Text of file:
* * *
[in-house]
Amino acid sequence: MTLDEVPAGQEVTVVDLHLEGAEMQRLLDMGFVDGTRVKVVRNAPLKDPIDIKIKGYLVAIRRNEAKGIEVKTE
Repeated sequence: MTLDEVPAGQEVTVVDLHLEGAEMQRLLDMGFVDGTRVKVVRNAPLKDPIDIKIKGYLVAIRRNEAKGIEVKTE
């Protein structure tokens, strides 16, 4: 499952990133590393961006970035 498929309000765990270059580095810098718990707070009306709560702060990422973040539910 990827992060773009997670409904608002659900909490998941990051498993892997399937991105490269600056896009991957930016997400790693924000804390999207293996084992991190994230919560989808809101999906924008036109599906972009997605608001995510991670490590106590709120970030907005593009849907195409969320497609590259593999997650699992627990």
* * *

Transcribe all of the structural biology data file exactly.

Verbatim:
[in-house]
Amino acid sequence: MTLDEVPAGQEVTVVDLHLEGAEMQRLLDMGFVDGTRVKVVRNAPLKDPIDIKIKGYLVAIRRNEAKGIEVKTE
Repeated sequence: MTLDEVPAGQEVTVVDLHLEGAEMQRLLDMGFVDGTRVKVVRNAPLKDPIDIKIKGYLVAIRRNEAKGIEVKTE
């Protein structure tokens, strides 16, 4: 499952990133590393961006970035 498929309000765990270059580095810098718990707070009306709560702060990422973040539910 990827992060773009997670409904608002659900909490998941990051498993892997399937991105490269600056896009991957930016997400790693924000804390999207293996084992991190994230919560989808809101999906924008036109599906972009997605608001995510991670490590106590709120970030907005593009849907195409969320497609590259593999997650699992627990």